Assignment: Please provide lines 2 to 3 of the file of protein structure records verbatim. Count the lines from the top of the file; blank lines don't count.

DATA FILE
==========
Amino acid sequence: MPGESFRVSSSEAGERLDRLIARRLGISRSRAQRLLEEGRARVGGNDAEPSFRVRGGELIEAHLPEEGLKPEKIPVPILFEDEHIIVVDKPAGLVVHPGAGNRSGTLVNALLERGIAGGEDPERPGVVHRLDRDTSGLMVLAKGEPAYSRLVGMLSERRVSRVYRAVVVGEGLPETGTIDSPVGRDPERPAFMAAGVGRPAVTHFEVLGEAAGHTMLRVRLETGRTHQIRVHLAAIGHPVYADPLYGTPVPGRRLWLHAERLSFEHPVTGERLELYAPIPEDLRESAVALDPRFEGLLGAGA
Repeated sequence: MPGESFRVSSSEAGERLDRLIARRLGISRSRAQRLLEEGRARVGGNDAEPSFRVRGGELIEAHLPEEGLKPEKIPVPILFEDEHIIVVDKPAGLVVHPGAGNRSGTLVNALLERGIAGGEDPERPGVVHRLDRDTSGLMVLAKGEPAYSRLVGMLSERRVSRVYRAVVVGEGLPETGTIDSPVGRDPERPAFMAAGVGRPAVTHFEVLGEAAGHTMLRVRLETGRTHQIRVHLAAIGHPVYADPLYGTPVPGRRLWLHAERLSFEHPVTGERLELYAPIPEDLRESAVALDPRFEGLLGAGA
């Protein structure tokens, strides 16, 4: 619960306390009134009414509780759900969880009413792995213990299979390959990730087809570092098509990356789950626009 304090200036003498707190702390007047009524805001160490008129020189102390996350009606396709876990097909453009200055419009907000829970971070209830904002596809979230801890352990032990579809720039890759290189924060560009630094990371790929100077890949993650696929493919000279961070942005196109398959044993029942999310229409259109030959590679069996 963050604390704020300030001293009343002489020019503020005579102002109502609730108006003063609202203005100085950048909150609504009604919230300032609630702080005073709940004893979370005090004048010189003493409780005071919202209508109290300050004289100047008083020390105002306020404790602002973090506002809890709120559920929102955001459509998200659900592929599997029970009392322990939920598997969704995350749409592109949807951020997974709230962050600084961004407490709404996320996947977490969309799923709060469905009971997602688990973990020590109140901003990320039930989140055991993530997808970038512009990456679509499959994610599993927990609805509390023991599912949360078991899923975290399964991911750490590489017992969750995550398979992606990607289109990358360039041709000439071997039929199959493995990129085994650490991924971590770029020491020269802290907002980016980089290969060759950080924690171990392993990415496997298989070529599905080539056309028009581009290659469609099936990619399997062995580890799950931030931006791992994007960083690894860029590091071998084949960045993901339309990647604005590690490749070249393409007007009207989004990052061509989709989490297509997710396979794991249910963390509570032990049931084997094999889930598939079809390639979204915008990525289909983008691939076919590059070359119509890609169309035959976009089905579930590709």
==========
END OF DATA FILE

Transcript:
Repeated sequence: MPGESFRVSSSEAGERLDRLIARRLGISRSRAQRLLEEGRARVGGNDAEPSFRVRGGELIEAHLPEEGLKPEKIPVPILFEDEHIIVVDKPAGLVVHPGAGNRSGTLVNALLERGIAGGEDPERPGVVHRLDRDTSGLMVLAKGEPAYSRLVGMLSERRVSRVYRAVVVGEGLPETGTIDSPVGRDPERPAFMAAGVGRPAVTHFEVLGEAAGHTMLRVRLETGRTHQIRVHLAAIGHPVYADPLYGTPVPGRRLWLHAERLSFEHPVTGERLELYAPIPEDLRESAVALDPRFEGLLGAGA
């Protein structure tokens, strides 16, 4: 619960306390009134009414509780759900969880009413792995213990299979390959990730087809570092098509990356789950626009 304090200036003498707190702390007047009524805001160490008129020189102390996350009606396709876990097909453009200055419009907000829970971070209830904002596809979230801890352990032990579809720039890759290189924060560009630094990371790929100077890949993650696929493919000279961070942005196109398959044993029942999310229409259109030959590679069996 963050604390704020300030001293009343002489020019503020005579102002109502609730108006003063609202203005100085950048909150609504009604919230300032609630702080005073709940004893979370005090004048010189003493409780005071919202209508109290300050004289100047008083020390105002306020404790602002973090506002809890709120559920929102955001459509998200659900592929599997029970009392322990939920598997969704995350749409592109949807951020997974709230962050600084961004407490709404996320996947977490969309799923709060469905009971997602688990973990020590109140901003990320039930989140055991993530997808970038512009990456679509499959994610599993927990609805509390023991599912949360078991899923975290399964991911750490590489017992969750995550398979992606990607289109990358360039041709000439071997039929199959493995990129085994650490991924971590770029020491020269802290907002980016980089290969060759950080924690171990392993990415496997298989070529599905080539056309028009581009290659469609099936990619399997062995580890799950931030931006791992994007960083690894860029590091071998084949960045993901339309990647604005590690490749070249393409007007009207989004990052061509989709989490297509997710396979794991249910963390509570032990049931084997094999889930598939079809390639979204915008990525289909983008691939076919590059070359119509890609169309035959976009089905579930590709």